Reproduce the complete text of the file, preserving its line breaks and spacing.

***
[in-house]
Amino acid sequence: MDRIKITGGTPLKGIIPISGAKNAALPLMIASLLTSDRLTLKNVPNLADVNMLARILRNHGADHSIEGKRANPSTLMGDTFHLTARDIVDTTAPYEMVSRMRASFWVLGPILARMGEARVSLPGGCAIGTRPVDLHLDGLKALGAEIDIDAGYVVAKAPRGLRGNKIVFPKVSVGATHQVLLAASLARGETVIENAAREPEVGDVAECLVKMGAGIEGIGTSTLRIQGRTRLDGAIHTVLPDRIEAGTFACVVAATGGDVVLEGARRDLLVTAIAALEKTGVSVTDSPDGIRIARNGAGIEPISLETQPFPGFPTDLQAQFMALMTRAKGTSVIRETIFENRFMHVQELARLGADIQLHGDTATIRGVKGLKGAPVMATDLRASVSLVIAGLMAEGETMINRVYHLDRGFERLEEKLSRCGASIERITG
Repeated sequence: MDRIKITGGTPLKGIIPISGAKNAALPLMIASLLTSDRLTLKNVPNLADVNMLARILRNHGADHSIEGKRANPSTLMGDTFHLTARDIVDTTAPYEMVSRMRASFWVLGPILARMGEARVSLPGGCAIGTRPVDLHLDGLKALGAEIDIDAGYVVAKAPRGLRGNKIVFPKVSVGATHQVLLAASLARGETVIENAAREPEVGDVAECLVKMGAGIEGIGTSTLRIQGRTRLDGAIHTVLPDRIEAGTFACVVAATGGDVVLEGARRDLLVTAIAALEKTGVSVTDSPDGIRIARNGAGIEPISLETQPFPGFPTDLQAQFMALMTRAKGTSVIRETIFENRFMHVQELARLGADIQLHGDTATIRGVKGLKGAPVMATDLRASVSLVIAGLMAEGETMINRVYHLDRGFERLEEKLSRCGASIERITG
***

[in-house]
Amino acid sequence: MDRIKITGGTPLKGIIPISGAKNAALPLMIASLLTSDRLTLKNVPNLADVNMLARILRNHGADHSIEGKRANPSTLMGDTFHLTARDIVDTTAPYEMVSRMRASFWVLGPILARMGEARVSLPGGCAIGTRPVDLHLDGLKALGAEIDIDAGYVVAKAPRGLRGNKIVFPKVSVGATHQVLLAASLARGETVIENAAREPEVGDVAECLVKMGAGIEGIGTSTLRIQGRTRLDGAIHTVLPDRIEAGTFACVVAATGGDVVLEGARRDLLVTAIAALEKTGVSVTDSPDGIRIARNGAGIEPISLETQPFPGFPTDLQAQFMALMTRAKGTSVIRETIFENRFMHVQELARLGADIQLHGDTATIRGVKGLKGAPVMATDLRASVSLVIAGLMAEGETMINRVYHLDRGFERLEEKLSRCGASIERITG
Repeated sequence: MDRIKITGGTPLKGIIPISGAKNAALPLMIASLLTSDRLTLKNVPNLADVNMLARILRNHGADHSIEGKRANPSTLMGDTFHLTARDIVDTTAPYEMVSRMRASFWVLGPILARMGEARVSLPGGCAIGTRPVDLHLDGLKALGAEIDIDAGYVVAKAPRGLRGNKIVFPKVSVGATHQVLLAASLARGETVIENAAREPEVGDVAECLVKMGAGIEGIGTSTLRIQGRTRLDGAIHTVLPDRIEAGTFACVVAATGGDVVLEGARRDLLVTAIAALEKTGVSVTDSPDGIRIARNGAGIEPISLETQPFPGFPTDLQAQFMALMTRAKGTSVIRETIFENRFMHVQELARLGADIQLHGDTATIRGVKGLKGAPVMATDLRASVSLVIAGLMAEGETMINRVYHLDRGFERLEEKLSRCGASIERITG